4. The periplasmic space—The space between the inner and outer membranes, called the periplasmic space, contains the peptidoglycan layer and a gel-like solution of proteins. The periplasmic space is approximately 20–40% of the cell volume, which is far from insignificant. The periplasmic proteins include binding proteins for specific substrates (eg, amino acids, sugars, vitamins, and ions), hydrolytic enzymes (eg, alkaline phosphatase and 5′-nucleotidase) that break down nontransportable substrates into transportable ones, and detoxifying enzymes (eg, β-lactamase and aminoglycoside-phosphorylase) that inactivate certain antibiotics. The periplasm also contains high concentrations of highly branched polymers of d-glucose, 8 to 10 residues long, which are variously substituted with glycerol phosphate and phosphatidylethanolamine residues; some contain O-succinyl esters. These so-called membrane-derived oligosaccharides appear to play a role in osmoregulation because cells grown in media of low osmolarity increase their synthesis of these compounds 16-fold.
A: General fold of a porin monomer (OmpF porin from Escherichia coli). The large hollow β-barrel structure is formed by antiparallel arrangement of 16 β-strands. The strands are connected by short loops or regular turns on the periplasmic rim (bottom), and long irregular loops face the cell exterior (top). The internal loop, which connects β-strands 5 and 6 and extends inside the barrel, is highlighted in dark. The chain terminals are marked. The surface closest to the viewer is involved in subunit contacts. B: Schematic representation of the OmpF trimer. The view is from the extracellular space along the molecular threefold symmetry axis. (Reproduced with permission from Schirmer T: General and specific porins from bacterial outer membranes. J Struct Biol 1998;121:101.)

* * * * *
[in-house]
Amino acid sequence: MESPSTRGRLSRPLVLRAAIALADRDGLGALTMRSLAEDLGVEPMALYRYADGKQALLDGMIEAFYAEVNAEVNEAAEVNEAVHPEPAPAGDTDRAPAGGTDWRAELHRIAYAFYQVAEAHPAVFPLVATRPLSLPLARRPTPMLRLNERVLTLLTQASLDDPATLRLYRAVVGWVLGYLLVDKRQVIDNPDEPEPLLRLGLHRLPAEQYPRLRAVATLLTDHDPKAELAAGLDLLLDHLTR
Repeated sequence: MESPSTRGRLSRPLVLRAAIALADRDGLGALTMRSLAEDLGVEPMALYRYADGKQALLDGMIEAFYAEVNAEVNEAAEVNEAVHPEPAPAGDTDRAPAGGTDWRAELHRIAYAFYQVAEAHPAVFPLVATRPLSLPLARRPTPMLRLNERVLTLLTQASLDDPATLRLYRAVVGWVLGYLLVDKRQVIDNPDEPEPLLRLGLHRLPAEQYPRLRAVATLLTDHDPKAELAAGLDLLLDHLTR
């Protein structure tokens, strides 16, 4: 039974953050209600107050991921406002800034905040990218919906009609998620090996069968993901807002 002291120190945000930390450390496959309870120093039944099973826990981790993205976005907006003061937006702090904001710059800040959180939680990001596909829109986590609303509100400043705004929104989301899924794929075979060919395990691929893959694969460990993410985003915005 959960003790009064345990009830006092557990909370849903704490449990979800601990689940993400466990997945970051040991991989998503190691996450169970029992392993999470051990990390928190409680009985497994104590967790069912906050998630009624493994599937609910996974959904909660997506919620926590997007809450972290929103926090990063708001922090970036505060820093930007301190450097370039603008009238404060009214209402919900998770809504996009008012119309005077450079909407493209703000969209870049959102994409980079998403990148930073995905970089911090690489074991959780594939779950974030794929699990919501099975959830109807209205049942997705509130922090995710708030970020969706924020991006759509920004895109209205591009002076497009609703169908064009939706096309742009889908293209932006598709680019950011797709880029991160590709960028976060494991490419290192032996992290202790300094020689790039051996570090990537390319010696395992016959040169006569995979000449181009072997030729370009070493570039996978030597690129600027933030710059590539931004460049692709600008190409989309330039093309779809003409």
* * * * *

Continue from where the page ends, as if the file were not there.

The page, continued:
Lipopolysaccharide structure. A: The lipopolysaccharide from Salmonella. This slightly simplified diagram illustrates one form of the LPS. Abe, abequose; Gal, galactose; GlcN, glucosamine; Hep, heptulose; KDO, 2-keto-3-deoxyoctonate; Man, mannose; NAG, N-acetylglucosamine; P, phosphate; Rha, l-rhamnose. Lipid A is buried in the outer membrane. B: Molecular model of an Escherichia coli lipopolysaccharide. The lipid A and core polysaccharide are straight; the O side chain is bent at an angle in this model. (Reproduced with permission from Willey VM, Sherwood LM, Woolverton CJ: Prescott, Harley, and Klein’s Microbiology, 7th ed. McGraw-Hill, 2008. © The McGraw-Hill Companies, Inc.)
D. The Acid-Fast Cell Wall